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This article is the third and final in a three-part series on practice valuations and will help you understand what you should do to increase the value of your practice.   The first article, published 2 months ago, explained the Discounted Cashflow approach to arriving at a capital value often expressed as a multiple, while the second unpacked the simpler calculation methods to arrive at multiple without requiring the outside assistance of a valuation specialist.

Now that you understand the basis for valuations and the actual mechanics of the various calculation methods, it’s time to think about how you can increase the value of your practice or client base.

Before going into the specifics, it is helpful to think about this with the same mindset that you would have when advising a client who wants to build wealth.  Key to that conversation is that the client must grasp the concept that they will never build wealth if they are not prepared to sacrifice something today.  Similarly, if you are not prepared to give up upfront commission today, then your practice will be worth very little in the future.

Step 1: Increase recurring revenue

  • Start transitioning your fee models from upfront income to recurring income over a sustainable period.
  • This can be done by reducing upfront fees and implementing recurring or ongoing fees with new clients onboarded into your business first.
  • Then start phasing your fee agreements with existing clients from upfront to recurring income, when new business is implemented as a result of financial review meetings over the next year or two.
  • This allows you to transition at a sustainable pace, ensuring that operating costs remain covered while the business gradually builds up its recurring revenue during the transition period.

Step 2: Increase client stickiness

  • Prepare clients for your exit (both unexpected, and eventual) by introducing them to your nominated successor or, at the very least, to the idea that you have identified or will select a successor based on a good fit between their needs and what your successor can continue to deliver to them in your absence.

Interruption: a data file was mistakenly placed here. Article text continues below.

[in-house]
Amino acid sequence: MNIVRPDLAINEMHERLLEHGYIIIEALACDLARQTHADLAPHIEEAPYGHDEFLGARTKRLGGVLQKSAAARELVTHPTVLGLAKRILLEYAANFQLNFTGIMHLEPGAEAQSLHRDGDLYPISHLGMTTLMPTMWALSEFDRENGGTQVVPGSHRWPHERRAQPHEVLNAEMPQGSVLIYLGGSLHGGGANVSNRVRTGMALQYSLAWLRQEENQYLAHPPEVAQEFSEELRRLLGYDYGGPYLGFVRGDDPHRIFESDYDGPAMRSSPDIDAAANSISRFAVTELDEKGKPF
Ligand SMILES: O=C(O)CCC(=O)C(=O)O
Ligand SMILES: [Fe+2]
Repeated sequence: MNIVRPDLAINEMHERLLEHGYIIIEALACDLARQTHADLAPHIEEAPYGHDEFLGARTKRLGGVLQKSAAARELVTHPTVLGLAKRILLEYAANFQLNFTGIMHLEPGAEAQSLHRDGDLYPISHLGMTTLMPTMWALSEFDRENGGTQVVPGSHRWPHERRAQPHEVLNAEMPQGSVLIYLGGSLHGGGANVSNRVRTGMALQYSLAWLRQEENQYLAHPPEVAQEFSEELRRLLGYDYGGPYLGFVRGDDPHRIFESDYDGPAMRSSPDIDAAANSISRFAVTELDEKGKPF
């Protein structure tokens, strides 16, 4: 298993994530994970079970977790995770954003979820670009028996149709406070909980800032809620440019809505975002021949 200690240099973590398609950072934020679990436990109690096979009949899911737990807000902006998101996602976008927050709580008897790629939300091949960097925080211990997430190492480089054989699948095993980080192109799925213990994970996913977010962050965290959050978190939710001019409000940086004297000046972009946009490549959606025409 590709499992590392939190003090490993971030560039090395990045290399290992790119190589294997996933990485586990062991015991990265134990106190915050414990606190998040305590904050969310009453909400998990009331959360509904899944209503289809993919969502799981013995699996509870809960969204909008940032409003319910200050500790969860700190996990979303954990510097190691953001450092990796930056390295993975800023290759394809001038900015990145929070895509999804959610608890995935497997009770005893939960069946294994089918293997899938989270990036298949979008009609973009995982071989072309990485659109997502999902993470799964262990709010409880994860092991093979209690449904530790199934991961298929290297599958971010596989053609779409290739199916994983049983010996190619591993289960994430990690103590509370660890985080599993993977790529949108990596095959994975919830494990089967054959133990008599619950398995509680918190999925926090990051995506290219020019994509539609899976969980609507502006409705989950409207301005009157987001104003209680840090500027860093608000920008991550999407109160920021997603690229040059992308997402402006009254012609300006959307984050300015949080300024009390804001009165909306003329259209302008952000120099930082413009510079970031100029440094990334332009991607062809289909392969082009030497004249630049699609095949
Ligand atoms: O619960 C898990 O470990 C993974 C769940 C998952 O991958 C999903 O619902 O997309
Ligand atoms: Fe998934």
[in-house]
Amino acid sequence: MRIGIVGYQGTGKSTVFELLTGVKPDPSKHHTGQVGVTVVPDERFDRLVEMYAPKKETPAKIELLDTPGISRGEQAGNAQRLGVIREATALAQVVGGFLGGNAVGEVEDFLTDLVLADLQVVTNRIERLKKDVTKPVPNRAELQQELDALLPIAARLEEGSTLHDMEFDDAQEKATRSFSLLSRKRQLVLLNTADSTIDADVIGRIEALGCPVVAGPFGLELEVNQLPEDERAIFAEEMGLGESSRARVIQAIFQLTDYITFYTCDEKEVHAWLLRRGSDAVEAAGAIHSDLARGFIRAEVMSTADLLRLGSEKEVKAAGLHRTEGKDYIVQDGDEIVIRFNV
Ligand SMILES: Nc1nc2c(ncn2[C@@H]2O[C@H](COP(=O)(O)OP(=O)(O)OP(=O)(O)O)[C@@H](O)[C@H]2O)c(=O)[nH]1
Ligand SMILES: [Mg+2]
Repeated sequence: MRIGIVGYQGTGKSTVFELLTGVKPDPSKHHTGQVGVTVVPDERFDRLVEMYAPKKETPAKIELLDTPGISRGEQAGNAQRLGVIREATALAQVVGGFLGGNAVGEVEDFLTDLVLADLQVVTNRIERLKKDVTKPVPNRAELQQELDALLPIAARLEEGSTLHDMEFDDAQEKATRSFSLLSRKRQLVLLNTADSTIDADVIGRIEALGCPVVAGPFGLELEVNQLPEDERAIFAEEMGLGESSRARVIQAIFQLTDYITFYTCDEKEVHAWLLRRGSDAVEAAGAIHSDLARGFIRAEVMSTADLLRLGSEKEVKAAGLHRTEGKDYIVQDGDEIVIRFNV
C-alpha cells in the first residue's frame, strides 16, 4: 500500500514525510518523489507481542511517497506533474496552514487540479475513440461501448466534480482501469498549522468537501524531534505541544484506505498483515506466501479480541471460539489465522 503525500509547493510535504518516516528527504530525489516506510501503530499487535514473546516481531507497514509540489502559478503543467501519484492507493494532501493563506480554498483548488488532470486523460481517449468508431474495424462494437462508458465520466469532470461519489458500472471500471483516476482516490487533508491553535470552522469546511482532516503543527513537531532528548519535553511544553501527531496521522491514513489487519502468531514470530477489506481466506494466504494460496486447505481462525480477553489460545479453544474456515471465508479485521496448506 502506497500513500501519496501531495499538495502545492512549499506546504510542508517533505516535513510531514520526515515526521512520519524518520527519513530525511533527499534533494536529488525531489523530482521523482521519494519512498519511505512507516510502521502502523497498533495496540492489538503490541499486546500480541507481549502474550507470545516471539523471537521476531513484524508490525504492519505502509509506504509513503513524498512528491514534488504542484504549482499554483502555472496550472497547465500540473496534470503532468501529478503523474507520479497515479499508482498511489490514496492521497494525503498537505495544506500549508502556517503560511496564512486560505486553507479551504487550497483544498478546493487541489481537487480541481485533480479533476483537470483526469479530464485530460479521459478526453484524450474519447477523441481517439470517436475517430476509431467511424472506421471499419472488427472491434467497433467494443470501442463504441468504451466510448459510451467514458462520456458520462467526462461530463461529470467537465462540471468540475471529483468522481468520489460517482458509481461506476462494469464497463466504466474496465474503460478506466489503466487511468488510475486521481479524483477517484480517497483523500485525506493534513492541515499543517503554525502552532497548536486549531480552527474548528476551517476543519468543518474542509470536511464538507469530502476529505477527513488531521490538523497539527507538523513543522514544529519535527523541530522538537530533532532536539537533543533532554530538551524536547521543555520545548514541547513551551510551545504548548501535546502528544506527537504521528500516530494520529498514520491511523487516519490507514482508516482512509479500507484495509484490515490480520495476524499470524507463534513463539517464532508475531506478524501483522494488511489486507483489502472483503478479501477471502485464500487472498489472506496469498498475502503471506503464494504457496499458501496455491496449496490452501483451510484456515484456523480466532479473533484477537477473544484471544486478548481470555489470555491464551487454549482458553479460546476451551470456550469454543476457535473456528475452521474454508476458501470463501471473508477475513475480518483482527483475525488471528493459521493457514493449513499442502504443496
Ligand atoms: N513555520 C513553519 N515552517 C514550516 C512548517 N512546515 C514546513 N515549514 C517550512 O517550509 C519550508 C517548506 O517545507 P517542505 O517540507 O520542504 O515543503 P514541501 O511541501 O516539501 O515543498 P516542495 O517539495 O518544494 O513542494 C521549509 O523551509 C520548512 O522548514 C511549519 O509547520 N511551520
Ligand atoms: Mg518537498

• Introduce the succession discussion during new client onboarding and at every existing client review; reminding clients of the importance that you attach to their uninterrupted access to advice and services – even (and especially) when you’re no longer around.
  • Increase the number of engagements with clients through in-person meetings, virtual meetings as well a regular communications, updates and newsletters.
  • Build client value with the end in mind. Deliver advice, services and value that clients are willing to pay for (through recurring or ongoing advisor fees), and that buyers are able to replicate easily and cost-effectively.
  • Develop a service matrix that drives profitable client engagement, replicable client advice and services, and active client advocacy.

Step 3: Remain open to the buyer’s strategic objectives

  • As the seller, you should always aim for your ‘first prize’ in terms of the exit arrangement. In other words, an exit that meets your plans and objectives.
  • However, by understanding what the buyer is trying to achieve, you may be able to offer them something that another seller cannot – which makes your business much more attractive to the buyer.

In conclusion, look at your business and clients through the lens of a buyer and ask yourself what you would be willing to pay.  Identify client engagement patterns and behaviours that might help or hurt the strategic objective of potential buyers.  If you can increase the attractiveness of your clients, their transferability, and their long term retention, then you will increase the value beyond market norms.  By no means are we saying that you should compromise your dreams and goals, but it is possible that you can build a client base and structure a sale in a way that enhances the return on investment for both you and your buyer.